Losing weight is hard, but holding onto hard fought gains can be even harder. Weight regain is faced by almost all successful weight losers, resulting in the need to turn to yet another variation of the dieting, exercising and self-denial merry-go-round ride.

Weight regain is well described in the medical literature, but the reasons for it are not entirely clear. Plateauing of weight loss and a subsequent drop in motivation to keep up the changes in diet and exercise changes certainly play an important role.

Australian researchers have added a new piece to the puzzle of weight regain, by studying how the hormones that drive us to eat and make us feel full can change after a period of weight loss.

Antioxidant supplements no help in preventing heart disease

A comprehensive scientific review has concluded that a range of popular vitamin and antioxidant supplements fail badly in showing any evidence that they can help cut the risk of heart disease.

Cardiovascular disease (CVD) is a major cause of death in developed countries and is largely influenced by food and lifestyle choices. CVD is an umbrella term which includes heart attacks, heart disease, stroke and claudication (tiredness in the legs) of the peripheral blood vessels. Taking antioxidant supplements has been promoted for many years as being a valuable aid in helping someone prevent CVD, but just how effective are these supplements?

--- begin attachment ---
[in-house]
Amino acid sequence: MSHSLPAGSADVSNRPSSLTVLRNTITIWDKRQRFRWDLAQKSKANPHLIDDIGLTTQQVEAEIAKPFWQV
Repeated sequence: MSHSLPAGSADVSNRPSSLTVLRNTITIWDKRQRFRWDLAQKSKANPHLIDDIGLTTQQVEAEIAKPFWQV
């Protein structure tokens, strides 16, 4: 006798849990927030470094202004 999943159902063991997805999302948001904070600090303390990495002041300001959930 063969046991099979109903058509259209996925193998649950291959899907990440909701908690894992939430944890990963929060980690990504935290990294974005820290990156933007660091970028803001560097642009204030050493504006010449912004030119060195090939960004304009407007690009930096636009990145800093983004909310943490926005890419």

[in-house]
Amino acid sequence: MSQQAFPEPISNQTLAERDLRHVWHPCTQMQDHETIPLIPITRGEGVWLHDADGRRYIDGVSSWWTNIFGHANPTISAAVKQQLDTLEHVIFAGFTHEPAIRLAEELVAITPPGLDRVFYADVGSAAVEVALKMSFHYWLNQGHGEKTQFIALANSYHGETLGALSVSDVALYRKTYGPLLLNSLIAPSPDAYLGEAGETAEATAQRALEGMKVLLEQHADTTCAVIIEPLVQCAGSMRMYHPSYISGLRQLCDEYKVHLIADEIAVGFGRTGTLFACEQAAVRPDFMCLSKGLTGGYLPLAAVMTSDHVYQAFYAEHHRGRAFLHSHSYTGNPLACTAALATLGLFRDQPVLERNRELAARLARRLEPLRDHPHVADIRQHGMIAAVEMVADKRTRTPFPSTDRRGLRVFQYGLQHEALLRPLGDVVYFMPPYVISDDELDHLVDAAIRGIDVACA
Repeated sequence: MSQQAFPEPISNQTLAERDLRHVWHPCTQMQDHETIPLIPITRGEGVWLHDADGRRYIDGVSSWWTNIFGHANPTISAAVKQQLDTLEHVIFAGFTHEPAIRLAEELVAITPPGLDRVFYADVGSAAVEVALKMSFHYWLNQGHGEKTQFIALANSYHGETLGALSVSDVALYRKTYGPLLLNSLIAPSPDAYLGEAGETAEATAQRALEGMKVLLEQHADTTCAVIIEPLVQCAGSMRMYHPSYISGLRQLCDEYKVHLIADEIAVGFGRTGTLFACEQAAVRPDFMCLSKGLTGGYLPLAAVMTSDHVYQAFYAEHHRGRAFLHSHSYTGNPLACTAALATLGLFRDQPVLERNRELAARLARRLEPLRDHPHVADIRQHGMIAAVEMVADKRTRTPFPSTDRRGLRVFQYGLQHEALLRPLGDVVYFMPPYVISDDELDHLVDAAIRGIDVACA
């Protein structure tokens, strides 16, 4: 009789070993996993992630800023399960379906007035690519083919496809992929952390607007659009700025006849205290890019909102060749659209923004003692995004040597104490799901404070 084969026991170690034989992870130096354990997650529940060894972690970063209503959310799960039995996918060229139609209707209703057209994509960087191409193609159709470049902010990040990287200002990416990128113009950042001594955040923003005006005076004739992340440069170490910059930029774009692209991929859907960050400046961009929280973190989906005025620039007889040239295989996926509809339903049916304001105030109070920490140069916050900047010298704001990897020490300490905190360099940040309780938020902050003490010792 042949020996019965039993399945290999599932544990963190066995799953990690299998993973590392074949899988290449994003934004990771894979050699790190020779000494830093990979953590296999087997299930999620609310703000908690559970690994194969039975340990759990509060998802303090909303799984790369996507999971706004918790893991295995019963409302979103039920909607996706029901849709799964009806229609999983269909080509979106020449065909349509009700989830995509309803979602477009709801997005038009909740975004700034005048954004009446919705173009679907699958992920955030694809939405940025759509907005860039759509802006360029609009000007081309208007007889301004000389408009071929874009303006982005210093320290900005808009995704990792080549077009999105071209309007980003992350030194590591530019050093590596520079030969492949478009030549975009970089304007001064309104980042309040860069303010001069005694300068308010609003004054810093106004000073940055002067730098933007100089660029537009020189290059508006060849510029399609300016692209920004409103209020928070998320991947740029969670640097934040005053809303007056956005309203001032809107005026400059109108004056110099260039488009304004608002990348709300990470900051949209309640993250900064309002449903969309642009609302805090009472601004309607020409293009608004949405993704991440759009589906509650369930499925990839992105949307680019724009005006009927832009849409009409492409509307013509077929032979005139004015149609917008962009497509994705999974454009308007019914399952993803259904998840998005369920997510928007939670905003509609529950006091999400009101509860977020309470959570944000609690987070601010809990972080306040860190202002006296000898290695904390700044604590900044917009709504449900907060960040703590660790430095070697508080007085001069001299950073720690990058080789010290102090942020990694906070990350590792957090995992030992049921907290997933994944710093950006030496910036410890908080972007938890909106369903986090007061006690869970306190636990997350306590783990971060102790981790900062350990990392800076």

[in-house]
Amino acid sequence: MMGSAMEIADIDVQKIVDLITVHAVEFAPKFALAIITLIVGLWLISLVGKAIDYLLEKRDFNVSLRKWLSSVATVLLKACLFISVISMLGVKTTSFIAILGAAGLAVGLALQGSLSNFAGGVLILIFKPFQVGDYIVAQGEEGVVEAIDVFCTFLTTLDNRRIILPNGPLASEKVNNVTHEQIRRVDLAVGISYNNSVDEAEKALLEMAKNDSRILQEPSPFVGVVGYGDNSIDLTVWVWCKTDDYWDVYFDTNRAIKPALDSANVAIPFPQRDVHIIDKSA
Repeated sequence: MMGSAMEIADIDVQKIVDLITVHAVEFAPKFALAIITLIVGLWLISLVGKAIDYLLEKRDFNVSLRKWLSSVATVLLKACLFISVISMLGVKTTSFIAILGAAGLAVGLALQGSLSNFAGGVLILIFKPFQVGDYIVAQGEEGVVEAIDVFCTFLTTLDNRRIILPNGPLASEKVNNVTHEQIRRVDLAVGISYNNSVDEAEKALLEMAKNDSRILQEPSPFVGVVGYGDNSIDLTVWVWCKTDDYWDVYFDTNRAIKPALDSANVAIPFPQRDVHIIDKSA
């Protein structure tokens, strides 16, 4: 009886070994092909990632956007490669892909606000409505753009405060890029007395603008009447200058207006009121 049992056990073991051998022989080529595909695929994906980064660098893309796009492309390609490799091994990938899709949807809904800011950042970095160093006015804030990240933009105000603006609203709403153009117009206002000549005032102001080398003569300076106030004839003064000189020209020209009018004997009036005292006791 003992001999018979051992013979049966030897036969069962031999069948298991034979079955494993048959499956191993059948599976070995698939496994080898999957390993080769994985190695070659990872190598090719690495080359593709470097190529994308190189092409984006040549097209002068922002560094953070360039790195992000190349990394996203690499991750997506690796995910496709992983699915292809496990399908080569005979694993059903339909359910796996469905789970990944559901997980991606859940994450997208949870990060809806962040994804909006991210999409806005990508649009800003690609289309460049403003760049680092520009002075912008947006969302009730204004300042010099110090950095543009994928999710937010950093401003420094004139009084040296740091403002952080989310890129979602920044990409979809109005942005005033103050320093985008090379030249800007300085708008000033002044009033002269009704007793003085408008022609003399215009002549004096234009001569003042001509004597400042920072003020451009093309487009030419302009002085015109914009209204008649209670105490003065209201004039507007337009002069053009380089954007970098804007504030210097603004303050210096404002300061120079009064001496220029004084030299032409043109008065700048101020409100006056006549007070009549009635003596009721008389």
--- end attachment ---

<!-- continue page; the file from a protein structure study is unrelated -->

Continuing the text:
Antioxidants such as vitamins C, E and beta-carotene are part of the body’s defence system and their main role is to mop up damaging free radicals. Free radicals are a normal by-product of body metabolism, but high levels can be found in people who are smokers or have a poor diet.

Green tea: hype over substance for weight loss

Green tea is an increasingly popular weight loss supplement. A comprehensive review of the clinical evidence though has found that a person’s bank balance is probably the only thing that will get lighter by buying these supplements or consuming foods and drinks that have it added to them.

Green tea is a popular beverage with a long history of human consumption. Improvements in heart health, lower cancer risk and sharper mental function have all been linked to drinking green tea.

The 'worried well': supplementing an already healthy diet

New research has found that people who take mineral supplements actually consume more minerals from their normal diet than non-supplement users. The notion of the 'worried well' is certainly alive and kicking

Vitamin and mineral supplements are big business. Reported figures in Australia suggest that 27% of women and 15% of men take some form of supplement with vitamin C, B complex, multivitamins, vitamin E and calcium all being popular choices.

Contrary to the rationale for needing supplements in the first place, people who take supplements are more likely to be healthier than people who don’t take supplements. Supplement users also tend to be leaner, smoke less, exercise more, and eat more fruit and vegetables.

Syndicate content